1 2014 Vol: 86(2):286-293. DOI: 10.1038/ki.2013.530

Impaired vitamin K recycling in uremia is rescued by vitamin K supplementation

In chronic kidney disease, vitamin K–dependent proteins, including the calcification inhibitor matrix Gla protein, are largely uncarboxylated indicating that functional vitamin K deficiency may contribute to uremic vascular calcification. Since the effects of uremia on the vitamin K cycle are unknown, we investigated the influence of uremia and vitamin K supplementation on the activity of the vitamin K cycle and extraosseous calcification. Uremia was induced in rats by an adenine-supplemented diet and vitamin K1 or K2 was administered over 4 and 7 weeks. After 4 weeks of adenine diet, the activity of the vitamin K cycle enzyme γ-carboxylase but not the activities of DT-diaphorase or vitamin K epoxide reductase were reduced. Serum levels of undercarboxylated matrix Gla protein increased, indicating functional vitamin K deficiency. There was no light microscopy–detectable calcification at this stage but chemically determined aortic and renal calcium content was increased. Vitamin K treatment reduced aortic and renal calcium content after 4 weeks. Seven weeks of uremia induced overt calcification in the aorta, heart, and kidneys; however, addition of vitamin K restored intrarenal γ-carboxylase activity and overstimulated it in the liver along with reducing heart and kidney calcification. Thus, uremic vitamin K deficiency may partially result from a reduction of the γ-carboxylase activity which possibly contributes to calcification. Pharmacological vitamin K supplementation restored the vitamin K cycle and slowed development of soft tissue calcification in experimental uremia.Keywords: gamma-carboxylase; nephropathy; vascular calcification; vitamin K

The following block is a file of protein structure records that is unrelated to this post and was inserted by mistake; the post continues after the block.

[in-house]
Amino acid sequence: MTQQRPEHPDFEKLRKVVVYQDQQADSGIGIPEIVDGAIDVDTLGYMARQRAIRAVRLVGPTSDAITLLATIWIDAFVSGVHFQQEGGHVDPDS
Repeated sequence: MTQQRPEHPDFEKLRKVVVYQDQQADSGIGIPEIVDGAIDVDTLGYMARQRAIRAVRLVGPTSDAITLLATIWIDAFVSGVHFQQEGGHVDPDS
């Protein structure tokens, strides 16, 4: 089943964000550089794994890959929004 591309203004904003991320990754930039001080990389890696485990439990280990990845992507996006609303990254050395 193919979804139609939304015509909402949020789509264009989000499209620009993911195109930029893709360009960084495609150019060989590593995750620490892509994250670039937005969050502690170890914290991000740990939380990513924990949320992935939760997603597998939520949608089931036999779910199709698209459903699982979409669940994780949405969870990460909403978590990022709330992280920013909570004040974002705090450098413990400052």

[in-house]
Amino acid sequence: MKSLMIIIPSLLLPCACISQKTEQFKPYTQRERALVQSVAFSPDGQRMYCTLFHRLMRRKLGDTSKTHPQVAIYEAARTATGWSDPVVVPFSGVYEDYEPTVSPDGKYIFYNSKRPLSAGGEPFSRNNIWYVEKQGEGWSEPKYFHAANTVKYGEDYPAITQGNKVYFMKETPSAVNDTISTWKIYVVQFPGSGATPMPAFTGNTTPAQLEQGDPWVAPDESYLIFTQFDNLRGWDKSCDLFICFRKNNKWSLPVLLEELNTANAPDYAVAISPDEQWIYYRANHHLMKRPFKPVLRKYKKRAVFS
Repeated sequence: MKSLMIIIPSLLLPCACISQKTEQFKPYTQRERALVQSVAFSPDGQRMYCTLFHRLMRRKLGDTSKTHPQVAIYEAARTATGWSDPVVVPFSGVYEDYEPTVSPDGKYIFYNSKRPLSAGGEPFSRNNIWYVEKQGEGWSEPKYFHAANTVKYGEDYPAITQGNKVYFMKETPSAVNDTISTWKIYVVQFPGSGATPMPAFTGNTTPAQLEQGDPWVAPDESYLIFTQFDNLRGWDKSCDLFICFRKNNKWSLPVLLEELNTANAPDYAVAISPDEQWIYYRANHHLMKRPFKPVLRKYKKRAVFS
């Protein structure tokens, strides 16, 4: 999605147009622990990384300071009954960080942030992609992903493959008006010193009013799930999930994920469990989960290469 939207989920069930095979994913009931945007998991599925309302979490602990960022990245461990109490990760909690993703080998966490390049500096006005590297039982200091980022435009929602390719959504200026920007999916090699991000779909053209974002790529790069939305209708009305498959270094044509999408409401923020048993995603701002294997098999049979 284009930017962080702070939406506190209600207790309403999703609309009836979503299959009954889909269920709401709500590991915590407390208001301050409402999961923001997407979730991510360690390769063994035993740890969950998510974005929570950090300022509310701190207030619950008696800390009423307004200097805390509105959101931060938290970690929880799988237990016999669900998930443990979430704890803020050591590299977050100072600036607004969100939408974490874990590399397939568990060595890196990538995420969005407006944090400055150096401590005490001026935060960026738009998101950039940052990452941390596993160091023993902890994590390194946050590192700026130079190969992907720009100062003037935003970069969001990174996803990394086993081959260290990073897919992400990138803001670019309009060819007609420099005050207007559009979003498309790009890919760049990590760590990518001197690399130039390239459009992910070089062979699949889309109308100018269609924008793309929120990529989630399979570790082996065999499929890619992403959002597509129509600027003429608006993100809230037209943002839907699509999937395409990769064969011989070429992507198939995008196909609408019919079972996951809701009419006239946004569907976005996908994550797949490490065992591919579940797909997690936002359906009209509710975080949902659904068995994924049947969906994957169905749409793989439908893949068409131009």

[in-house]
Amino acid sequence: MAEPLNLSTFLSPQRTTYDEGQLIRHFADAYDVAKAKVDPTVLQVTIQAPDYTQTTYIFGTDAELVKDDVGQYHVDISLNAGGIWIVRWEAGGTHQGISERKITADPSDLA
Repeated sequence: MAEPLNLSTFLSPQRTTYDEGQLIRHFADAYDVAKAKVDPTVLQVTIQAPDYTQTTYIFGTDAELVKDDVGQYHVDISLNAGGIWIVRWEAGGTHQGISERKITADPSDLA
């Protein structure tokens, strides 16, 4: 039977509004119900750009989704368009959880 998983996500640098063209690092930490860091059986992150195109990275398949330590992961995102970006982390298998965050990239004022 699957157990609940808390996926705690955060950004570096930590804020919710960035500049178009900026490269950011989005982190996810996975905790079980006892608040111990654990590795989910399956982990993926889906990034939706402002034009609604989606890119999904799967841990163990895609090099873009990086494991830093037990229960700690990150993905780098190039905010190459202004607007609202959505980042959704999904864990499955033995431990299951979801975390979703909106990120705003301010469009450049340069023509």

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Figures
Figure 1: Overview of the different treatment groups. Seven weeks of treatment contained a 2-week interphase without adenine supplementation. *Protein content was lowered to 2.5% in the 7-week groups (see Supplemetary Table S2 online). All diets contained 5 mg/kg vitamin (Vit) K1 (except diet in group i). Figure 2: Undercarboxylated matrix Gla protein (ucMGP) measured in serum after 4 weeks of treatment. *P<0.05. Figure 3: Hepatic vitamin K content. (a) Vitamin K1 measured in liver tissue after 7 weeks of diet; (b) MK4 measured in liver tissue after 7 weeks of diet. **P<0.01. Figure 4: Quantification of undercarboxylated matrix Gla protein (ucMGP) staining in aortas after 7 weeks of treatment. *P<0.05. Figure 5: The γ-glutamyl carboxylase (GGCX) activity. In kidneys after 4 (a) and 7 (b) weeks and in liver after 4 (c) and 7 (d) weeks (mean±s.d.). *P<0.05 and **P<0.01. Figure 6: The γ-glutamyl carboxylase (GGCX) activity in aortas after 7 weeks (mean±s.d.) of treatment. *P<0.05. Figure 7: The DT-diaphorase activity. In kidneys after 4 (a) and 7 (b) weeks and in liver after 4 (c) and 7 (d) weeks (mean±s.d.). *P<0.05.
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References
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